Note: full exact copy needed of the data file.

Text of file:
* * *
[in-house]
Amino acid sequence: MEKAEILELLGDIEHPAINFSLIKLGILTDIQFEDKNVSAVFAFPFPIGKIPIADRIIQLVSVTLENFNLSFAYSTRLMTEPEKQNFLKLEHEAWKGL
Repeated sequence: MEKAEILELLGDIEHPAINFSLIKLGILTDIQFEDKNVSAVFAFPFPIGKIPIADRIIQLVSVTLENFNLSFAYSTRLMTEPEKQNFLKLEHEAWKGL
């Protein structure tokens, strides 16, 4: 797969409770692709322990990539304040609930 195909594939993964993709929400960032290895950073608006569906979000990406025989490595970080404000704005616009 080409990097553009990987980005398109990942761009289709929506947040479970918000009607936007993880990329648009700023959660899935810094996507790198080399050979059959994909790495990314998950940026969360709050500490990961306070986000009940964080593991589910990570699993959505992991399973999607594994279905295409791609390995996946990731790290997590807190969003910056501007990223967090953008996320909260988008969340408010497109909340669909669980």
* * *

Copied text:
[in-house]
Amino acid sequence: MEKAEILELLGDIEHPAINFSLIKLGILTDIQFEDKNVSAVFAFPFPIGKIPIADRIIQLVSVTLENFNLSFAYSTRLMTEPEKQNFLKLEHEAWKGL
Repeated sequence: MEKAEILELLGDIEHPAINFSLIKLGILTDIQFEDKNVSAVFAFPFPIGKIPIADRIIQLVSVTLENFNLSFAYSTRLMTEPEKQNFLKLEHEAWKGL
């Protein structure tokens, strides 16, 4: 797969409770692709322990990539304040609930 195909594939993964993709929400960032290895950073608006569906979000990406025989490595970080404000704005616009 080409990097553009990987980005398109990942761009289709929506947040479970918000009607936007993880990329648009700023959660899935810094996507790198080399050979059959994909790495990314998950940026969360709050500490990961306070986000009940964080593991589910990570699993959505992991399973999607594994279905295409791609390995996946990731790290997590807190969003910056501007990223967090953008996320909260988008969340408010497109909340669909669980």